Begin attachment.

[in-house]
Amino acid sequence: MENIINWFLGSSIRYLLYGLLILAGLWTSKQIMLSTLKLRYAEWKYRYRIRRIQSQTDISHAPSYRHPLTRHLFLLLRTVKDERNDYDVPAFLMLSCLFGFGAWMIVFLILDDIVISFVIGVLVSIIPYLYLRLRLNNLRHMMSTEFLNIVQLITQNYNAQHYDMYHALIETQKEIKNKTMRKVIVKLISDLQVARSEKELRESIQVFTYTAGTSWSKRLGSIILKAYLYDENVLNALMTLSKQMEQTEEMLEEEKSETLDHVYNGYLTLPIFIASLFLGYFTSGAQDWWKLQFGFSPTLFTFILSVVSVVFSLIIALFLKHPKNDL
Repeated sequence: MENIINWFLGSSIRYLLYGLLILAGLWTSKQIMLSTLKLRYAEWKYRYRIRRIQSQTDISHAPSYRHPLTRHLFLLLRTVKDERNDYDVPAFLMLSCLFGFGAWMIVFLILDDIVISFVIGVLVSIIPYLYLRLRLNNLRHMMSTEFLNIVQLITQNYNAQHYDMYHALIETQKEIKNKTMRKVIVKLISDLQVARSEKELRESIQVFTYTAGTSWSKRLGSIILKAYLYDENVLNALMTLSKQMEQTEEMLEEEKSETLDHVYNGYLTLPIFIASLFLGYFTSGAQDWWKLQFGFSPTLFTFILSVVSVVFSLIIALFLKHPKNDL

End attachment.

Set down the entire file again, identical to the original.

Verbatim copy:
[in-house]
Amino acid sequence: MENIINWFLGSSIRYLLYGLLILAGLWTSKQIMLSTLKLRYAEWKYRYRIRRIQSQTDISHAPSYRHPLTRHLFLLLRTVKDERNDYDVPAFLMLSCLFGFGAWMIVFLILDDIVISFVIGVLVSIIPYLYLRLRLNNLRHMMSTEFLNIVQLITQNYNAQHYDMYHALIETQKEIKNKTMRKVIVKLISDLQVARSEKELRESIQVFTYTAGTSWSKRLGSIILKAYLYDENVLNALMTLSKQMEQTEEMLEEEKSETLDHVYNGYLTLPIFIASLFLGYFTSGAQDWWKLQFGFSPTLFTFILSVVSVVFSLIIALFLKHPKNDL
Repeated sequence: MENIINWFLGSSIRYLLYGLLILAGLWTSKQIMLSTLKLRYAEWKYRYRIRRIQSQTDISHAPSYRHPLTRHLFLLLRTVKDERNDYDVPAFLMLSCLFGFGAWMIVFLILDDIVISFVIGVLVSIIPYLYLRLRLNNLRHMMSTEFLNIVQLITQNYNAQHYDMYHALIETQKEIKNKTMRKVIVKLISDLQVARSEKELRESIQVFTYTAGTSWSKRLGSIILKAYLYDENVLNALMTLSKQMEQTEEMLEEEKSETLDHVYNGYLTLPIFIASLFLGYFTSGAQDWWKLQFGFSPTLFTFILSVVSVVFSLIIALFLKHPKNDL